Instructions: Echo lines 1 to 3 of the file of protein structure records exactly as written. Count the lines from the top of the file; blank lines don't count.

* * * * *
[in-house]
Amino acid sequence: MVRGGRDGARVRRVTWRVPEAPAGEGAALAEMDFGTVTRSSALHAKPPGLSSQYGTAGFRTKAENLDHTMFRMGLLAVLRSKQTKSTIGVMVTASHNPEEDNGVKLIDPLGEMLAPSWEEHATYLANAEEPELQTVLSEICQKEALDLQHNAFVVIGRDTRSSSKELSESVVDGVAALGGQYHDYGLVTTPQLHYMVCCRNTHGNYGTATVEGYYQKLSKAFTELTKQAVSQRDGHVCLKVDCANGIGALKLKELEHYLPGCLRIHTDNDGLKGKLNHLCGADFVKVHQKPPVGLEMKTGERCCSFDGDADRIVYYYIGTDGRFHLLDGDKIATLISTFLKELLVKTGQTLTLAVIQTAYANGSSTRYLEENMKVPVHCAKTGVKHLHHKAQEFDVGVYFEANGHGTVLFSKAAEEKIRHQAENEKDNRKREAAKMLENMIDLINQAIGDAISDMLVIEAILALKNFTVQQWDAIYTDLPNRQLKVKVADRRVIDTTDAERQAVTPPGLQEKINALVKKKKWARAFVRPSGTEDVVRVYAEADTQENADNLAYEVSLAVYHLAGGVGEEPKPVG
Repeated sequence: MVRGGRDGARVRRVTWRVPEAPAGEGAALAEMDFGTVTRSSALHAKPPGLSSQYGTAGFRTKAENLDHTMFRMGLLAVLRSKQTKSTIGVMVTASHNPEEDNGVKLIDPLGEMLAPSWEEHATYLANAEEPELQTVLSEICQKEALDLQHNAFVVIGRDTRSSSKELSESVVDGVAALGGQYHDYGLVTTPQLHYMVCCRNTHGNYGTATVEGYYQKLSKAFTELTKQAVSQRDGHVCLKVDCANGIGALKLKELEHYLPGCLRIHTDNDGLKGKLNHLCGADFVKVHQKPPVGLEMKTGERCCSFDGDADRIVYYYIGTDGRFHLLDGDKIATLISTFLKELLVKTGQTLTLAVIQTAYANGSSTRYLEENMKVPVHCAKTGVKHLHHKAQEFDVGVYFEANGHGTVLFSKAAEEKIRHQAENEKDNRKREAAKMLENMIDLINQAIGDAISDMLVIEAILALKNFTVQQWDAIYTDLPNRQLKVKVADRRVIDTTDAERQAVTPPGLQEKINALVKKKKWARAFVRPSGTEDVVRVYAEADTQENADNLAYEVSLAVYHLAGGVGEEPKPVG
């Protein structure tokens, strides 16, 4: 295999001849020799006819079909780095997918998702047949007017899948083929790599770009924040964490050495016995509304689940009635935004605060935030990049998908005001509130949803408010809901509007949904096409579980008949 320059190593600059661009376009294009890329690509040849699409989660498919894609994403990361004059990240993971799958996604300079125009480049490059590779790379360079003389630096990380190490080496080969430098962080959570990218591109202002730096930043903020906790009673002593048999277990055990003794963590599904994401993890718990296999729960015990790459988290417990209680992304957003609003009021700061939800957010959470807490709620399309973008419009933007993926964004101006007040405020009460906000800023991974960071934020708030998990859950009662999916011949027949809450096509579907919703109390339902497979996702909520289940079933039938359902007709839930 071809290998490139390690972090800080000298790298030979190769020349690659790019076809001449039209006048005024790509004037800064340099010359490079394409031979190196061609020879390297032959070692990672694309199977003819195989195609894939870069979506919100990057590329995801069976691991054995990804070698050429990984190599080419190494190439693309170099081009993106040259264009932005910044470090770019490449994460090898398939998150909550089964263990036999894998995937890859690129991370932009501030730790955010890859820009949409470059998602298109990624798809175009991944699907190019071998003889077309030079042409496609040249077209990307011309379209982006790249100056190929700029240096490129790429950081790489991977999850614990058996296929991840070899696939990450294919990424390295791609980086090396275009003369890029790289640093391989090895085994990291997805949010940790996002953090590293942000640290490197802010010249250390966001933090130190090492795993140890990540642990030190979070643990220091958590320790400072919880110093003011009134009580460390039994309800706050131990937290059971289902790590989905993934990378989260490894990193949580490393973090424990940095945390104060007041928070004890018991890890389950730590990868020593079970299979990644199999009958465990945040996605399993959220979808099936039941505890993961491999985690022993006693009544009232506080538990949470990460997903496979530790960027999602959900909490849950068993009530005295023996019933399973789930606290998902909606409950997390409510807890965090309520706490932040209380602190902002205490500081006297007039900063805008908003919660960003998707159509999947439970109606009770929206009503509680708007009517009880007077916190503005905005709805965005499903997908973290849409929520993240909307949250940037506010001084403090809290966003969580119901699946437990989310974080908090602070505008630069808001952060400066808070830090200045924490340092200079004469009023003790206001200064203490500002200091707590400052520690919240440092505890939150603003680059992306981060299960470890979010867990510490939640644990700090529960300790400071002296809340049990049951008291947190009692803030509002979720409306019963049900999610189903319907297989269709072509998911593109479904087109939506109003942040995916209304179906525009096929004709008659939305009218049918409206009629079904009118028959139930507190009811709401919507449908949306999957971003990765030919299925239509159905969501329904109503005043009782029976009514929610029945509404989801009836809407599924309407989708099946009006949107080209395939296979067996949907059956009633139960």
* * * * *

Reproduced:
[in-house]
Amino acid sequence: MVRGGRDGARVRRVTWRVPEAPAGEGAALAEMDFGTVTRSSALHAKPPGLSSQYGTAGFRTKAENLDHTMFRMGLLAVLRSKQTKSTIGVMVTASHNPEEDNGVKLIDPLGEMLAPSWEEHATYLANAEEPELQTVLSEICQKEALDLQHNAFVVIGRDTRSSSKELSESVVDGVAALGGQYHDYGLVTTPQLHYMVCCRNTHGNYGTATVEGYYQKLSKAFTELTKQAVSQRDGHVCLKVDCANGIGALKLKELEHYLPGCLRIHTDNDGLKGKLNHLCGADFVKVHQKPPVGLEMKTGERCCSFDGDADRIVYYYIGTDGRFHLLDGDKIATLISTFLKELLVKTGQTLTLAVIQTAYANGSSTRYLEENMKVPVHCAKTGVKHLHHKAQEFDVGVYFEANGHGTVLFSKAAEEKIRHQAENEKDNRKREAAKMLENMIDLINQAIGDAISDMLVIEAILALKNFTVQQWDAIYTDLPNRQLKVKVADRRVIDTTDAERQAVTPPGLQEKINALVKKKKWARAFVRPSGTEDVVRVYAEADTQENADNLAYEVSLAVYHLAGGVGEEPKPVG
Repeated sequence: MVRGGRDGARVRRVTWRVPEAPAGEGAALAEMDFGTVTRSSALHAKPPGLSSQYGTAGFRTKAENLDHTMFRMGLLAVLRSKQTKSTIGVMVTASHNPEEDNGVKLIDPLGEMLAPSWEEHATYLANAEEPELQTVLSEICQKEALDLQHNAFVVIGRDTRSSSKELSESVVDGVAALGGQYHDYGLVTTPQLHYMVCCRNTHGNYGTATVEGYYQKLSKAFTELTKQAVSQRDGHVCLKVDCANGIGALKLKELEHYLPGCLRIHTDNDGLKGKLNHLCGADFVKVHQKPPVGLEMKTGERCCSFDGDADRIVYYYIGTDGRFHLLDGDKIATLISTFLKELLVKTGQTLTLAVIQTAYANGSSTRYLEENMKVPVHCAKTGVKHLHHKAQEFDVGVYFEANGHGTVLFSKAAEEKIRHQAENEKDNRKREAAKMLENMIDLINQAIGDAISDMLVIEAILALKNFTVQQWDAIYTDLPNRQLKVKVADRRVIDTTDAERQAVTPPGLQEKINALVKKKKWARAFVRPSGTEDVVRVYAEADTQENADNLAYEVSLAVYHLAGGVGEEPKPVG